That leaves former comrades in limbo as well as danger. Aiding and abetting U.S. interests during the long wars puts them and their families in the cross-hairs of militants who view them as traitors.
Usafi knows this personally. While he worked as an interpreter, his father was killed. His brother was murdered a few years later.
With help, Usafi was able to get the rest of his family stateside.
"Because of those situations, when I got here, I was psychically here, but not mentally here," he recalled. "I was thinking, 'What is going to happen?'"
Biggio is well aware of those kind of troubles. Another former interpreter, one that his unit became particularly attached to while stationed in Delaram, contacted him via Facebook asking for help securing an SIV.
"I wanna say a year ago he reached out generally, asking for a letter of recommendation," Biggio recalled. "[In 2014] he sent the more desperate message, saying I'm f---ed, basically."
His SIV application was denied, according to Biggio, and militants had gone through his village. Though the former interpreter survived, he remains unable to come to the U.S. Biggio said he eventually hopes to find another way to get his translator out of Afghanistan.
"He went through what any Marine went through," Biggio said. "He went above and beyond."
It's a situation to which U.S. Rep. Seth Moulton, D-Mass., can relate. Deployed to Iraq four times as a captain with the Marines, the freshman congressman helped several interpreters navigate the byzantine process required to get to American soil, including his translator and friend Mohammed Harba.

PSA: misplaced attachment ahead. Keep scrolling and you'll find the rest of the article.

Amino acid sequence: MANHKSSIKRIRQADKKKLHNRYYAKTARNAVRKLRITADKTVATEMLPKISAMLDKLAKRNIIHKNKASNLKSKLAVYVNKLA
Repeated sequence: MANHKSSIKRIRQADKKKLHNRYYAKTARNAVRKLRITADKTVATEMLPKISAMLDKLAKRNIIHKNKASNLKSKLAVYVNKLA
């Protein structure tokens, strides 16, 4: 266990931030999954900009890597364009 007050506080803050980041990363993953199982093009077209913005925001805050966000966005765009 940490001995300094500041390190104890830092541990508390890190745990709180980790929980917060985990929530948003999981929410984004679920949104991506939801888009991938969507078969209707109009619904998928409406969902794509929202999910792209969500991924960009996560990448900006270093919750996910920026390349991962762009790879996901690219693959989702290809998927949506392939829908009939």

"These are people who put their lives on the line, not just for their country but for ours," Moulton said. "We couldn't have done our jobs in Iraq and Afghanistan without them."
Moulton's family housed Harba, who sought asylum while here on a Fulbright grant during the height of the civil war in Iraq, until he could get on his feet. He later became an Arabic teacher.
In Moulton's view, taking care of former interpreters is a federal issue, one that speaks to what he describes as the nation's "broken" immigration system. And the present situation puts future U.S. troops at risk, he said.
"Our ability to work with people like [these interpreters] in foreign countries in the future will be impacted by how well we take care of them when the war is over," Moulton said. "At this point our care for our interpreters has been pretty awful, by and large."
Like Moulton, Biggio credits his translators with helping the Marines get their jobs done. Green-on-blue Insider attacks were common when he last was deployed in 2011. Back then, he was tasked with putting an Afghan face on the war effort.
It meant regularly dispatching his translators to a local Afghan highway patrol unit with orders and using them as a go-between.
"That was a big deal: I was commanding them to do something," Biggio said. "They've been so … very supportive in the state, here in Massachusetts, as far as veterans go. Obviously, I've got to get the point across that we wouldn't be here alive if we didn't have proper interpreters."